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German Media and National Identity By Sanna Inthorn

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German Media and National Identity

Introduction

What is a nation and what makes national identity? While academic debate grapples with the complexity of these questions, popular culture offers ready-made, seemingly simple answers to those in search of a national self. In the world of online chats and commercial or private Internet sites, we can find many a guide on what it means to be French, German, or English, for example. Popular with many creators of personal homepages seems to be the “Top 10 Reasons for Being…” list, which identifies all that is good about having a particular nationality.1 The top 10 reasons for being French, so it seems, include the benefits of “sounding gay” when speaking fast, a diet of “insect food like snails and frog legs”, and the chance of “surrendering early” in a war. Benefits of being English appear to include having won “two World Wars and one World Cup”, “Union Jack underpants”, and not “being Welsh”.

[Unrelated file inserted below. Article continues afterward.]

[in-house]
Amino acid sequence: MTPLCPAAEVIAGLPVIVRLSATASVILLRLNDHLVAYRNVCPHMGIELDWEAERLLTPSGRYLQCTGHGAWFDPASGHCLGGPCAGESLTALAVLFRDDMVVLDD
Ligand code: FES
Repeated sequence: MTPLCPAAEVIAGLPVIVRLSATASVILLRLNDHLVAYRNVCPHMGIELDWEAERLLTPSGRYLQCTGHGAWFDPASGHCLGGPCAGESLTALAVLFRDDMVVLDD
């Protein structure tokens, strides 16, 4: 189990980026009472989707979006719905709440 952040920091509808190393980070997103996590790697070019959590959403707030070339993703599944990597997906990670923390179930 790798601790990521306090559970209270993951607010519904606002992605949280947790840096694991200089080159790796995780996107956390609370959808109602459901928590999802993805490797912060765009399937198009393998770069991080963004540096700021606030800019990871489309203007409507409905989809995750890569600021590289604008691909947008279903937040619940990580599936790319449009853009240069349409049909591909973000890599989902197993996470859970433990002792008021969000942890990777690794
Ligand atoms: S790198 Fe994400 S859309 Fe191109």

These examples tell us that national identity is essentially relational (Woodward, 1997, p. 12). It is based on difference and establishes a dichotomy of in-groups and out-groups: Being English means not being Welsh, and it also means not being French. This difference is often marked symbolically (Woodward), be it, for example, through Union Jack underwear or the assertion of differences in national diet.